Nesting MDX components!

One of the fun facts I discovered in this challenge: you can make a component using an MDX file and import it into another MDX file! There are some nuances to nesting MDX files to keep in mind, though. You should make sure you use a default export in your MDX-based component, to make sure it isn’t wrapped by the defaultLayout template set in your gatsby-plugin-mdx options in your gatsby-config.js file

This default export overrides the default layout ensuring
that the FAQ component isn't wrapped by other elements

export default ({ children }) => <>{children}</>

In other words, here's a good explanation from the defining an (MDX) layout section:

If you have provided a default layout in your gatsby-config.js through the gatsby-plugin-mdx plugin options, the exported component you define from this file will replace the default.

So… if you don’t want your MDX file wrapped by another file, make sure you do an export in the MDX file, either by doing the an anonymous default export like above or by importing a component into your MDX file and then exporting that component at the end of your file.

The gatsby-plugin-mdx docs in general seemed straightforward to understand.

Another fun fact about nesting MDX files inside of MDX files. If you nest one MDX file into another, you can’t pass children into that imported MDX file like you can do with a standard React component.

There's a bit more information in the Using JavaScript exports section:

You don’t technically need to export MDX documents to import them in other files, but the unsaid thing is if you want that doc to use a layout other than the default or other layouts specified in the gatsby-config files, yes you need to export the MDX doc.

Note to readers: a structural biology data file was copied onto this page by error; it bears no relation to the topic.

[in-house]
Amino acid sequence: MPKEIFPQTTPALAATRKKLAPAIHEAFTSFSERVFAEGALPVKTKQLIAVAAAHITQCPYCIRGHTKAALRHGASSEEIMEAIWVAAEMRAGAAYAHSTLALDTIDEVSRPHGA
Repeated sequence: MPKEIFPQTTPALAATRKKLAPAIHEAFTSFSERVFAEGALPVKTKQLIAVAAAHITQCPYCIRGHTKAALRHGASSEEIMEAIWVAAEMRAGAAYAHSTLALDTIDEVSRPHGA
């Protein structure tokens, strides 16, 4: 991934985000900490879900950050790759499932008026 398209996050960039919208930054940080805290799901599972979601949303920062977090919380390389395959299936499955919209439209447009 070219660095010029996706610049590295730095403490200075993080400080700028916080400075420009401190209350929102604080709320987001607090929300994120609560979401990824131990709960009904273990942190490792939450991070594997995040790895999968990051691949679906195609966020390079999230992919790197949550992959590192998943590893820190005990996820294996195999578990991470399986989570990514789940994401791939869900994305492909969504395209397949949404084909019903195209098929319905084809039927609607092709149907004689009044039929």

GraphQL queries in MDX files

The GraphQL queries section has some more infomation on exporting graphql queries:

Note: For now, this [exporting GraphQL queries] only works if the .mdx file exporting the query is placed in src/pages. Exporting GraphQL queries from .mdx files that are used for programmatic page creation in gatsby-node.js via actions.createPage() is not currently supported.

This means doing a graphql pageQuery in an MDX file will only work for MDX files in the src/pages folder

If you want to do a GraphQL pageQuery in an MDX file located out of the src/pages folder, you need to to it in the gatsby-node.js file and you also need to point to the correct folder you want to target using the gatsby-filesystem plugin in your gatsby-config.js file... (right?)

Gatsby MDX magic

There seemed to be a lot of features under the hood for rendering MDX files when those files are hosted in the src/pages folder. For example, one year ago, I had to wrap my layout components with the <MDXProvider> a year ago. Now it appears that you don’t need to do that anymore, it may be handled by default. Very nice.

I moved the MDX test pages I created into a posts/ folder inside the src/ directory, and added gatsby-plugin-page-creator in my gastby-config. This way, I could separate out .md and .mdx concerns while testing things.

After refactoring to have the index.js page point to the collection of posts pages and the about page…

Somehow, I could still generate pages from the posts/ directory using gatsby-plugin-page-creator without also pointing to the posts/ folder using gatsby-source-filesystem in my gatsby-config. Why? Is it because I did a graphql page query using a page in the src/pages folder?


I discovered it’s because that posts/ folder was nested in the src/ folder. It looked like any files in the src/pages folder would be grabbed and rendered by Gatsby, as long as I used gatsby-plugin-page-creator to point to a subfolder. This made me curious, so I tried something else.